That title isn’t exactly accurate.
Geriatric throw-downs, plural, endless in plurality, would be more like it.
It’s been a spicy summer at Tabby’s Place, in ways that have nothing to do with the galumphing hordes of kittens or the Loaded Taco Burrito. If it’s violence you’re after, it’s all about the elderly.
We can’t say we weren’t warned. The canary in the mine was one Juliana Rosenberg. Somewhere circa May, the deft, dainty old cat began what Jonathan dubbed the “Misery Marathon.” The very model of “spry,” 15-year-old Juliana would speed-strut, mall-walker style, around the Community Room. First it was an occasional sprint, occasioned by another cat’s dirty look or dirty existence.
But soon, this became a morning-by-morning event. Just as the daily staff-and-volunteer meeting hit its stride, Jules would start hers, picking up speed around the corners of the table and grunting like a starved Cookie Monster at the sight of other cats.
Note: there are approximately 15-20 cats in the Community Room at all times.
Along with speed, Juliana’s jibes and growls and caterwauls would walk up the scale as she ran, eyes fixed straight ahead, round and round and round again. There was never any physical violence, but the sounds from the old cat’s mouth — not to mention the obscene gestures implied in her wrathful run — were enough to make, well, Jonathan blush.
Fortunately, Juliana was adopted out of this miserable place, whisked off to a world where Cats Who Are Not Juliana do not exist on any plane. But the elderly anger was only heating up.
Across the sanctuary, in Bucca‘s office, insubordination was in style. Angelo — all eight hundred Beluga bits of him, all wobbly and wondrous — was practicing his slapping skills. Bucca, long considered a weenie, went for a Total Reputation Transformation and slapped back.
Zero pieces of actual fur flew. Zero points of contact transpired. Still, just to be safe, Louie ran into the file cabinet and trembled until the tremors were all over. Then everyone took a nap. (I can neither confirm nor deny that this included me.)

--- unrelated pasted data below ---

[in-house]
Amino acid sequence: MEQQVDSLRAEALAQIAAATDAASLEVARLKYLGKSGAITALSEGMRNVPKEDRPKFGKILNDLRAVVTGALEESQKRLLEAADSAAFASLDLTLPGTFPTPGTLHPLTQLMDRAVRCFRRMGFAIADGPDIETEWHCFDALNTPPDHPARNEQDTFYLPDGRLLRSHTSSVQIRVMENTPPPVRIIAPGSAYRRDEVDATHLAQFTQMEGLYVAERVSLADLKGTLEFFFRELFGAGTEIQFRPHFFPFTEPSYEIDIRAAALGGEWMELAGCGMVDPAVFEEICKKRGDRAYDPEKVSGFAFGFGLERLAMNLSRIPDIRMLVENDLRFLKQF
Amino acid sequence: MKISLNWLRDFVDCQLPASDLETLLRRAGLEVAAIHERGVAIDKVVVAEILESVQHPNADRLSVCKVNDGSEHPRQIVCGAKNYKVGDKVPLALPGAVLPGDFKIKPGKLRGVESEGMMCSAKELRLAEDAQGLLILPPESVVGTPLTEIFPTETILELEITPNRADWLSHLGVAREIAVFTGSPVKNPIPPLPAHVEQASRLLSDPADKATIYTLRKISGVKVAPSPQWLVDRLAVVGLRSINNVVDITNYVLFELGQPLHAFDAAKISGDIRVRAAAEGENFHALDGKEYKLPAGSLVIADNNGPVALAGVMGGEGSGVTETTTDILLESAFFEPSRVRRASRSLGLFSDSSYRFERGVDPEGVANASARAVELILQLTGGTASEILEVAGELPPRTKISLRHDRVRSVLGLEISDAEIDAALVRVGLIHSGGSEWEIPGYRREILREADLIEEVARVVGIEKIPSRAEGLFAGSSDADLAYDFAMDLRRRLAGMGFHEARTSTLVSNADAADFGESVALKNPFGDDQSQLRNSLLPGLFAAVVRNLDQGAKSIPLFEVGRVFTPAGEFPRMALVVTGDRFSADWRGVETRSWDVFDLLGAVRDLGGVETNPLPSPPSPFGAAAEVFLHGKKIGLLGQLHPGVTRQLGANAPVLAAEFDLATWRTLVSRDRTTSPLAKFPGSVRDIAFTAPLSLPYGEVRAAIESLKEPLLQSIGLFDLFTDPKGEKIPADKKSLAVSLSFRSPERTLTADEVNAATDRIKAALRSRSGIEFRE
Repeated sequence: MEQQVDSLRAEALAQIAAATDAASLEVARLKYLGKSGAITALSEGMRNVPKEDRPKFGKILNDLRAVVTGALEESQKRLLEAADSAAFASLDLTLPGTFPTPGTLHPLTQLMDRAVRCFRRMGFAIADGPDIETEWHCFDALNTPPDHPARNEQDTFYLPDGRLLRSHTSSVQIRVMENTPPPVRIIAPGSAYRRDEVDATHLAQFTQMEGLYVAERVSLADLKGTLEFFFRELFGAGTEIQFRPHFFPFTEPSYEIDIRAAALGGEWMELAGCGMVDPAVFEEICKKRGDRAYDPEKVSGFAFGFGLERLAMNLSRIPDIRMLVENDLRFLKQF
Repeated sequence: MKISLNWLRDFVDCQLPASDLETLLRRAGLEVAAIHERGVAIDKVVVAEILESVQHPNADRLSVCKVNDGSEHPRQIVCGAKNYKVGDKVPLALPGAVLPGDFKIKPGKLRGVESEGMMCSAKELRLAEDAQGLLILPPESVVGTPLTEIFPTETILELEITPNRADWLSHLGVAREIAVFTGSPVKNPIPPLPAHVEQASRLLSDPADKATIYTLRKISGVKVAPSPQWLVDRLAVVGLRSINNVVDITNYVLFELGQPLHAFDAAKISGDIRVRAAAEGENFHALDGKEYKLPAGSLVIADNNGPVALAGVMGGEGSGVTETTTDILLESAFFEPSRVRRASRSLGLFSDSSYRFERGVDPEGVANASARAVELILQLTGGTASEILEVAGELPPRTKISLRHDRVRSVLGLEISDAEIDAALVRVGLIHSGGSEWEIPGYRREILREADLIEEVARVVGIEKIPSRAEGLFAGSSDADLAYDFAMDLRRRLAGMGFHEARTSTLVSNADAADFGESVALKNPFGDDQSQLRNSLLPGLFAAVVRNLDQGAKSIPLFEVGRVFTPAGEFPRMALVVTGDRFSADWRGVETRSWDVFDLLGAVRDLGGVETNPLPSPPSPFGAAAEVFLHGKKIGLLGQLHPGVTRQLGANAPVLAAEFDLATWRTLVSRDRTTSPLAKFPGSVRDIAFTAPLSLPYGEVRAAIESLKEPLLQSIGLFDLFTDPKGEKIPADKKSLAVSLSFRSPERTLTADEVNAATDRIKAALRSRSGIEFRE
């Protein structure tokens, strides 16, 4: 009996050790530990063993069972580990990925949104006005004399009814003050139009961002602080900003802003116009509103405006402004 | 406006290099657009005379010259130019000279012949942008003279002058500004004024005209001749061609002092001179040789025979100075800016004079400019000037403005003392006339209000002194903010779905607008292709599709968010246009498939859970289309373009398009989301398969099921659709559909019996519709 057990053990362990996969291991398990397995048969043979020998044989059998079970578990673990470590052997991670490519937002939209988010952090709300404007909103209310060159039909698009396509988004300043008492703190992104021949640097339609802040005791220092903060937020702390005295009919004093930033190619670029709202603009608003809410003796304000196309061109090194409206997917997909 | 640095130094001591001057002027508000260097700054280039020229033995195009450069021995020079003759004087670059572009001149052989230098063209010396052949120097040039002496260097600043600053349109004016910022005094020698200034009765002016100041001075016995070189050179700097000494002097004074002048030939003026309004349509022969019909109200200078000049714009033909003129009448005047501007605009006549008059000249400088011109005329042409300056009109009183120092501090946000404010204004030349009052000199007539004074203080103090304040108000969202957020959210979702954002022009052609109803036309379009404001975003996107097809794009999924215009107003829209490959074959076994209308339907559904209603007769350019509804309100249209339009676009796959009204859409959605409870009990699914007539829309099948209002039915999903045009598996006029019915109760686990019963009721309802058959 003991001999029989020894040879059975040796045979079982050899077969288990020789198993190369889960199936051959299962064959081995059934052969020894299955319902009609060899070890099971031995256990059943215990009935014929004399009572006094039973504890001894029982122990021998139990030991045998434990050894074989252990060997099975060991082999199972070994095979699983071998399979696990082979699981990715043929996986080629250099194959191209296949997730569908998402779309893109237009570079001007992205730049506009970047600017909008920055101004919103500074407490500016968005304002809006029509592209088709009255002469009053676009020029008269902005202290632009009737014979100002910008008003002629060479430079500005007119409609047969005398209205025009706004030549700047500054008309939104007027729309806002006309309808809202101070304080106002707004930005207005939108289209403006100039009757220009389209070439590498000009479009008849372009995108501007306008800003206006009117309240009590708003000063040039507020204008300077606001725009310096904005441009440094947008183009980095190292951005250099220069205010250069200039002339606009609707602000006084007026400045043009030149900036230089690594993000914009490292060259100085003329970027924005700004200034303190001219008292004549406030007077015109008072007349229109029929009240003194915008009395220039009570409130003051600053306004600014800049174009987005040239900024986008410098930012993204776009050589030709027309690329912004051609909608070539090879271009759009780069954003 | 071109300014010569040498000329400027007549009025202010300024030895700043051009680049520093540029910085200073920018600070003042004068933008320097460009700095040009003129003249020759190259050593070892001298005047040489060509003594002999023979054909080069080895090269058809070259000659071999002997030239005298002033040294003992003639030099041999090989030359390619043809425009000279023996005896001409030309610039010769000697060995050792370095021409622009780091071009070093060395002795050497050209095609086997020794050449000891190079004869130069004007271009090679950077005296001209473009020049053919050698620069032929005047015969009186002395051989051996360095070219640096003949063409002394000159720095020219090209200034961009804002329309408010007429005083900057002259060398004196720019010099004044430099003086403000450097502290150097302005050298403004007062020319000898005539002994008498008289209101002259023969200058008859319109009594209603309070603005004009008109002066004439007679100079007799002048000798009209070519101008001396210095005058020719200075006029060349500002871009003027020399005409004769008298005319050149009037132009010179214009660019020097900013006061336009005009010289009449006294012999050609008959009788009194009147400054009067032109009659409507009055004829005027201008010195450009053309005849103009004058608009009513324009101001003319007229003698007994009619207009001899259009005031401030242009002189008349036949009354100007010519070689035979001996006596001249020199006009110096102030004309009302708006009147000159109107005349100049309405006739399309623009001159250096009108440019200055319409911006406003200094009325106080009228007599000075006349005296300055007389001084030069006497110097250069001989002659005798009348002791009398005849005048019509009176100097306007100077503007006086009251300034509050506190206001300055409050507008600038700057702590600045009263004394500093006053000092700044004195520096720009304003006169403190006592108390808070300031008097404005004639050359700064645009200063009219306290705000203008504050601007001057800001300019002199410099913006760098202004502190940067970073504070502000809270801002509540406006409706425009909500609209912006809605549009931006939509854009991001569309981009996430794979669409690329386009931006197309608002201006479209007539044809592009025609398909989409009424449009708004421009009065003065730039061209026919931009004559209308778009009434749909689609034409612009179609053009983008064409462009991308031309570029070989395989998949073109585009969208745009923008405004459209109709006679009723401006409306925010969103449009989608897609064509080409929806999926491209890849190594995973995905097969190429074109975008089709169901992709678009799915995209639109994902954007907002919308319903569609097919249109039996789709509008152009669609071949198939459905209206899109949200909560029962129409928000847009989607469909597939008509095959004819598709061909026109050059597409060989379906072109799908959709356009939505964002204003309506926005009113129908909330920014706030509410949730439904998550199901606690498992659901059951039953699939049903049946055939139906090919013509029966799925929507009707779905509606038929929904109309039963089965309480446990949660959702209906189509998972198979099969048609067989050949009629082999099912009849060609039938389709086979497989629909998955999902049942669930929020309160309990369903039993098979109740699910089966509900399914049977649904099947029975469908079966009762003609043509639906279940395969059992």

Not enough no-longer-nubile hullabaloo for you? Let’s finish our tour in Suite A.
Suite A has an angsty history. Ten years ago, it was the Bat-Guano-Crazy Container. We had the brilliant idea to sequester all of our “friendliness-challenged” cats in the same non-padded cell. They’d sharpen each other’s claws into shivs by night, slashing us (and each other) by day. I am scarcely exaggerating.
But over time, the difficult children were distributed (and, in many cases, loved into calmer conditions). Suite A became a weight-management suite, then a “normal” suite, and then, finally…
…the Gastro-Intestinally-Challenged Suite.
So it remains. But there are whiffs of the old Suite A (among other things).
At age eight, Adam isn’t exactly elderly — but he’s close. He isn’t exactly in the Top Ten Most Wanted among our attack-cats right now — but he safely clocks in around #12. Still, the existence of #1-#11 elsewhere in Tabby’s Place meant Adam’s suite was the best bet for one bad, bad boy.
This decision was all the more difficult because of an older, bolder brawler in situ: Dingo. At ten-plus, Dingo could deal a mighty punch to neighbors younger and lither. Happily, though, His Dingleness was scooped by stellar volunteers into a forever-foster home, leaving Suite A a little sweeter, safer.
And continue waiting, with bated breath, to see.
Stay tuned, kittens; hot-headed, aging-bodied Hank and pin-headed, power-punched Adam have only lived together a very short time at this time, and it’s anyone’s guess where all of this goes.
Need I go on to the Lobby, where wild-eyebrowed Walter brawls with Boots; older-than-oceans Oil sings the song of a warlike (or at least LOUD) people; and Mimi, born in the Mesozoic Era, makes mincemeat of all chow competitors?
Never underestimate the elderly. You won’t do so twice.